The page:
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Book ChapterDOI

Accounting for Business Cycles

22 Sep 2016-Handbook of Macroeconomics (Elsevier)-Vol. 2, pp 1013-1063

AbstractWe elaborate on the business cycle accounting method proposed by Chari et al. (2006) , clear up some misconceptions about the method, and then apply it to compare the Great Recession across OECD countries as well as to the recessions of the 1980s in these countries. We have four main findings. First, with the notable exception of the United States, Spain, Ireland, and Iceland, the Great Recession was driven primarily by the efficiency wedge. Second, in the Great Recession, the labor wedge plays a dominant role only in the United States, and the investment wedge plays a dominant role in Spain, Ireland, and Iceland. Third, in the recessions of the 1980s, the labor wedge played a dominant role only in France, the United Kingdom, and Belgium. Finally, overall in the Great Recession, the efficiency wedge played a more important role and the investment wedge played a less important role than they did in the recessions of the 1980s.

Topics: Global recession (60%), Recession (57%), Business cycle (50%)

Summary (4 min read)

Introduction

  • Second, in the Great Recession, the labor wedge plays a dominant role only in the United States, and the investment wedge plays a dominant role in Spain, Ireland, and Iceland.
  • When the authors map this model into the new prototype model with two capital-like variables, then the prototype model has only labor wedges.
  • The authors then briefly discuss what at first seems to be an intuitive way to proceed: the wedges are identified with the underlying event not only in the estimation but also in the thought experiment.

A. The Benchmark Prototype Economy

  • The benchmark prototype economy that the authors use later in their accounting procedure is a stochastic growth model.
  • The economy has four exogenous stochastic variables, all of which are functions of the underlying random variable st: the effi ciency wedge At(st), the labor wedge 1 − τ lt(st), the investment wedge 1/[1 + τxt(s t)], and the government consumption wedge gt(st).
  • Capital income taxes induce a wedge between the intertemporal marginal rate of substitution and the marginal product of capital, which is only slightly different from the distortion induced by a tax on investment.
  • Thus, their method identifies the overall wedge induced by both distortions and does not identify each separately.
  • Likewise, liquidity constraints on consumers distort the consumer’s intertemporal Euler equation, whereas investment financing frictions on firms distort the firm’s intertemporal Euler equation.

B. The Mapping– From Frictions to Wedges

  • Now the authors illustrate the mapping between detailed economies and prototype economies for several types of wedges.
  • The authors then consider an economy with heterogeneous productivity and collateral constraints and show that it maps into a prototype economy with effi ciency, labor, and investment wedges.
  • The four economies the authors use to illustrate this mapping are closed economies for which the associated government consumption wedge in the prototype economy is identically zero.
  • Since many models map into the same configuration of wedges, identifying one particular configuration does not uniquely identify a model; rather, it identifies a whole class of models that are consistent with that configuration.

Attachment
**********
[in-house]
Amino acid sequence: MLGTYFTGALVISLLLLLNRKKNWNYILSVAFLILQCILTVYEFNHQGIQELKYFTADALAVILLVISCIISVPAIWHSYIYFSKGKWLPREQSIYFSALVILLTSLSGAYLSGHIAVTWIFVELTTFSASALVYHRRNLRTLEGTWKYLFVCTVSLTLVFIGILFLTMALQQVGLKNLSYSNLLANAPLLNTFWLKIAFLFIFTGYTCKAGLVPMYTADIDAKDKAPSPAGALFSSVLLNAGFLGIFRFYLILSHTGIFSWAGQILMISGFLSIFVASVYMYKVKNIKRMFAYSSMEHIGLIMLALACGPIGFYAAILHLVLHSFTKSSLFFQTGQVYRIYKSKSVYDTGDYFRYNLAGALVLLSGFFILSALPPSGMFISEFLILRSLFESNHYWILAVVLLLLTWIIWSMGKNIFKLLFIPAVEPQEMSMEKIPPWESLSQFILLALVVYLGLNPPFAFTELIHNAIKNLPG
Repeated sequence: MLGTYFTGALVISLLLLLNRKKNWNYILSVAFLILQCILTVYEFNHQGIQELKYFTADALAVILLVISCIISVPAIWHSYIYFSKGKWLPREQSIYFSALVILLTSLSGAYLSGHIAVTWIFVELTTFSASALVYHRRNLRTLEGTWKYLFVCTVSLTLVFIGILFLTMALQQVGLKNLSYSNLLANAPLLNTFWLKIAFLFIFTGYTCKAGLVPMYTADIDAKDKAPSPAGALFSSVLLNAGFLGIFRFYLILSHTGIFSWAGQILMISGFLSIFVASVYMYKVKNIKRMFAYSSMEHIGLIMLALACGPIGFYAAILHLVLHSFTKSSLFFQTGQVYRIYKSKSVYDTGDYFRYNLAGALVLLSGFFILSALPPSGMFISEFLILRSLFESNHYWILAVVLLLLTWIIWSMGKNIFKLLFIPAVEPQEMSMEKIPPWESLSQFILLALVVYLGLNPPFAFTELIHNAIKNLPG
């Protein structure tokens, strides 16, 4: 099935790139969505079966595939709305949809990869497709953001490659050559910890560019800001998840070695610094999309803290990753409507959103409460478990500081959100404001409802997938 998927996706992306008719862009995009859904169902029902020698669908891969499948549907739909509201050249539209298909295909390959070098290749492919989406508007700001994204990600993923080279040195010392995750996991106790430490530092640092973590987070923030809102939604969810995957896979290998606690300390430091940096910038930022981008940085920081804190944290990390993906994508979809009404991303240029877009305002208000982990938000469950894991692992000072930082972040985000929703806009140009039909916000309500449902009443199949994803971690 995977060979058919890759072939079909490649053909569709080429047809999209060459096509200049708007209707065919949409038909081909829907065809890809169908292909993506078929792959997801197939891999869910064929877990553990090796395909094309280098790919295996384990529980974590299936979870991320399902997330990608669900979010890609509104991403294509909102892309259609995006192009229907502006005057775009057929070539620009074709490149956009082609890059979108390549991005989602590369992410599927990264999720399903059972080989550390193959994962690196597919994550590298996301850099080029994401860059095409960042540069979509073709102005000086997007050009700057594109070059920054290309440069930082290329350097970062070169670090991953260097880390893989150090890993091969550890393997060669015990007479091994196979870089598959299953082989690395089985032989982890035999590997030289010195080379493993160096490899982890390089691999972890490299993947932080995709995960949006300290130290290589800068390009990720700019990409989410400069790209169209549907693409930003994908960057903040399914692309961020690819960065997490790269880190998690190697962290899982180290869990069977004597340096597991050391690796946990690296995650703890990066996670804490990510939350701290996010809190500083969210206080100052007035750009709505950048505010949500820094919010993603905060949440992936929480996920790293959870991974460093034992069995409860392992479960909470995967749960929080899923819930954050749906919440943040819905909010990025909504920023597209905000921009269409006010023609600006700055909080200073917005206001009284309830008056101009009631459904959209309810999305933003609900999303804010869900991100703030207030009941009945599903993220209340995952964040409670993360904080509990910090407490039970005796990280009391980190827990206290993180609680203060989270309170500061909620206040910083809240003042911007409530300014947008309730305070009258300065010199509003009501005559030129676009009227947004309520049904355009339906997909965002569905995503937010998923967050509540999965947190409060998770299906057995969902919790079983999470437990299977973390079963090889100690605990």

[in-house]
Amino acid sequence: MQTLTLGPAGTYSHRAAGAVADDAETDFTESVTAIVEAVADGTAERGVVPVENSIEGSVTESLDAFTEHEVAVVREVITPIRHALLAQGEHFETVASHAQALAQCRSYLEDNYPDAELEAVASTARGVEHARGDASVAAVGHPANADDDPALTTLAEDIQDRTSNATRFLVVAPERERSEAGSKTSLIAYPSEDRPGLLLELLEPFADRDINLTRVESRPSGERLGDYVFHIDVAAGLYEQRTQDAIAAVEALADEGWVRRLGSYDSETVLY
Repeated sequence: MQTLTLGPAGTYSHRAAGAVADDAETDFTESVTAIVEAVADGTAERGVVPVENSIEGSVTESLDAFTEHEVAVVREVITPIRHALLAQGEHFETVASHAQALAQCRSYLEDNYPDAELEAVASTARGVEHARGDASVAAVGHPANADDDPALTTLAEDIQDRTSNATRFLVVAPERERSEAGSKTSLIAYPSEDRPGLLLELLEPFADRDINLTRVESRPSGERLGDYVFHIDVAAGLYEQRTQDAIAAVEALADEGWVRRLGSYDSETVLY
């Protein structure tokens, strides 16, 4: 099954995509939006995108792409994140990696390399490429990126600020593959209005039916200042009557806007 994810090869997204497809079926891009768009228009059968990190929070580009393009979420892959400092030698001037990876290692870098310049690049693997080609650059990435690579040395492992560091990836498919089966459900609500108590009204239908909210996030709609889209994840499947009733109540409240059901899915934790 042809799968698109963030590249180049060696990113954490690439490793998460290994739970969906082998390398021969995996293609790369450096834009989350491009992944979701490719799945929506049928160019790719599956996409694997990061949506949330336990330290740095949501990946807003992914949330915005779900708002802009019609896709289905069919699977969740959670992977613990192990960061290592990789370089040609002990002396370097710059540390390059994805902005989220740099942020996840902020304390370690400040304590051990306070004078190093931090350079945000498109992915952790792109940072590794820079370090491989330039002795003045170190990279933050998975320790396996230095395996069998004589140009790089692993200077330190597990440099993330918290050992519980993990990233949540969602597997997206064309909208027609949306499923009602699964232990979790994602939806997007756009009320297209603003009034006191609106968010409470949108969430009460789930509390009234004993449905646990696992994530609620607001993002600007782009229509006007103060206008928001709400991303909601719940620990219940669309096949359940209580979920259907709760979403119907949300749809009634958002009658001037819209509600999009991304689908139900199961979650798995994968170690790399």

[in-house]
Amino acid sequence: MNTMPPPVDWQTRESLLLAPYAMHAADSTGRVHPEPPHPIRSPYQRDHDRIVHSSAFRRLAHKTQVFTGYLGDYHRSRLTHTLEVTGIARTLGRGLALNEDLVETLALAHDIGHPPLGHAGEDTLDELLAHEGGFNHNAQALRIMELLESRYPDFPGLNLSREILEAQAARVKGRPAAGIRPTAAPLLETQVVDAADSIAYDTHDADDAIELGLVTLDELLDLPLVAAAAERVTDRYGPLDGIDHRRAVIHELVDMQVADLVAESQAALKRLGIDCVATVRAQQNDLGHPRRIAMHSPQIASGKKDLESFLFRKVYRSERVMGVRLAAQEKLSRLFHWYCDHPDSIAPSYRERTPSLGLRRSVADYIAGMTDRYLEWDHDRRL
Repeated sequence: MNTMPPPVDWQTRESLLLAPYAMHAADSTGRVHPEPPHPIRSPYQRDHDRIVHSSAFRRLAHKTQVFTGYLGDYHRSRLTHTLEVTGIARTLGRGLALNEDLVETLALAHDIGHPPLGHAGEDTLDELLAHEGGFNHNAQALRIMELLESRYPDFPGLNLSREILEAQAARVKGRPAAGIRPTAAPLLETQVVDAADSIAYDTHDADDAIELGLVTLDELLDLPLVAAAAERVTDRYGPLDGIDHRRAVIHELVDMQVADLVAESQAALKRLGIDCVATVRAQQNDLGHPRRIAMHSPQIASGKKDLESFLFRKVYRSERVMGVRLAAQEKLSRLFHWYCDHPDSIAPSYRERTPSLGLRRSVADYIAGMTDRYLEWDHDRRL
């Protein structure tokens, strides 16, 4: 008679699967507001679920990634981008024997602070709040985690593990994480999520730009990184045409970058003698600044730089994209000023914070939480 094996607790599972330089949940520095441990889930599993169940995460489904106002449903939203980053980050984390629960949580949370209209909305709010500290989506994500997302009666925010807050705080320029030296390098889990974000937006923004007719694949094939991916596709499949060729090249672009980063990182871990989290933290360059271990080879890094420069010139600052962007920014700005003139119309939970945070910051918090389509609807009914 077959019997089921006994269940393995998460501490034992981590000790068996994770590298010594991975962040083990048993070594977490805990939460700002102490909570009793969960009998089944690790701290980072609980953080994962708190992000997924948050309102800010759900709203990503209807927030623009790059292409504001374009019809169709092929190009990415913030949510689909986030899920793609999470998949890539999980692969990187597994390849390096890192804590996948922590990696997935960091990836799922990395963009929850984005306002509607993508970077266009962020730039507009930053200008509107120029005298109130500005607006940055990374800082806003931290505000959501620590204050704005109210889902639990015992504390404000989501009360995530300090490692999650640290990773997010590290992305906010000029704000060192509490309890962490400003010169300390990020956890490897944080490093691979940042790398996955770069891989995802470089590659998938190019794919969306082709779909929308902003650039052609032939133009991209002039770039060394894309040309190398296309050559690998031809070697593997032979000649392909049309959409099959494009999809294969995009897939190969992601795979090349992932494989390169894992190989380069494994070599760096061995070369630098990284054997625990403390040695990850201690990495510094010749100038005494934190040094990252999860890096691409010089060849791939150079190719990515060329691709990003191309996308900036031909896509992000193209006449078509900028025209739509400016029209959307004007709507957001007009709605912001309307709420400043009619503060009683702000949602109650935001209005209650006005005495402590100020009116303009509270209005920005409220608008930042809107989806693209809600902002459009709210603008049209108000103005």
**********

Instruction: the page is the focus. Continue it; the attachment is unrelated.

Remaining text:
• Their method does not uniquely determine the model most promising to analyze business cycle fluctuations.

A Detailed Economy with Investment Specific Technical Change

  • The timing is that the capital stock in use at period t is chosen at the end of period t− 1 given the shock history st−1, whereas at the beginning of each period, after the current shock st is realized, labor and capital are allocated between sectors.
  • An Equivalence Result for an Economy with Bank Collateral Constraints.

A Detailed Economy with Bank Collateral Constraints

  • Consider an infinite horizon economy that blends elements of Kiyotaki and Moore (1997) with that of Gertler and Kiyotaki (2009) and is composed of a household that works and operates financial intermediaries, referred to as banks, together with firms and a government.
  • Households elastically supply labor and save by holding deposits in banks and government bonds and receive dividends.
  • The authors assume that a bank that ceases to operate pays out its accumulated net worth as dividends.
  • The aggregate allocations in the detailed economy with bank collateral constraints coincide with those of the prototype economy if the effi ciency wedge in the prototype economy At(st) =, also known as Proposition 2.
  • A, the labor wedge is zero, and the investment wedge is given by (27).

An Equivalence Result for an Economy with Heterogeneous Productivity and Collateral Constraints

  • That proposition showed how a detailed model with financial frictions modeled as input-financing frictions is equivalent to a prototype economy with a labor wedge, an investment wedge, and an effi ciency wedge.
  • This formulation immediately implies the following result.

C. Adjusting the Prototype Economy

  • So far the authors have always established equivalence results between a given detailed economy and the prototype one-sector growth model.
  • When using business cycle accounting logic, one can always do that.
  • When the underlying economy is suffi ciently different from the one-sector growth model, however, it is often more instructive to adjust the prototype model so that the version of it without wedges is the planning problem for the class of models at hand.